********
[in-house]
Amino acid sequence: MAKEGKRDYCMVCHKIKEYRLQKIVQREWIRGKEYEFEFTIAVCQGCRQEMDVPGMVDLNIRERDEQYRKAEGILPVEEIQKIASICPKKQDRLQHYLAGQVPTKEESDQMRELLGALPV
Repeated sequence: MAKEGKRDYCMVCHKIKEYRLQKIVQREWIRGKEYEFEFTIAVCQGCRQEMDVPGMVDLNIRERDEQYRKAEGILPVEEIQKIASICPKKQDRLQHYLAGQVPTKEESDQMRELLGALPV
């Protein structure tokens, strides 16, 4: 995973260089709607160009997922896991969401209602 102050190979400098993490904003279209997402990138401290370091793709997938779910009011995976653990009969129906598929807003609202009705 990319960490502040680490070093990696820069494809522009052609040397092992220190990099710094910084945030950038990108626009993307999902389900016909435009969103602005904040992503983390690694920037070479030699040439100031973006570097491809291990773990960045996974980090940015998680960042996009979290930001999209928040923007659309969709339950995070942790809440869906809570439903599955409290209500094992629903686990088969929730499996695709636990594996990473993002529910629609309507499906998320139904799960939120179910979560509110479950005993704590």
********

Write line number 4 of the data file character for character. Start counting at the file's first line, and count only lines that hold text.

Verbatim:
């Protein structure tokens, strides 16, 4: 995973260089709607160009997922896991969401209602 102050190979400098993490904003279209997402990138401290370091793709997938779910009011995976653990009969129906598929807003609202009705 990319960490502040680490070093990696820069494809522009052609040397092992220190990099710094910084945030950038990108626009993307999902389900016909435009969103602005904040992503983390690694920037070479030699040439100031973006570097491809291990773990960045996974980090940015998680960042996009979290930001999209928040923007659309969709339950995070942790809440869906809570439903599955409290209500094992629903686990088969929730499996695709636990594996990473993002529910629609309507499906998320139904799960939120179910979560509110479950005993704590």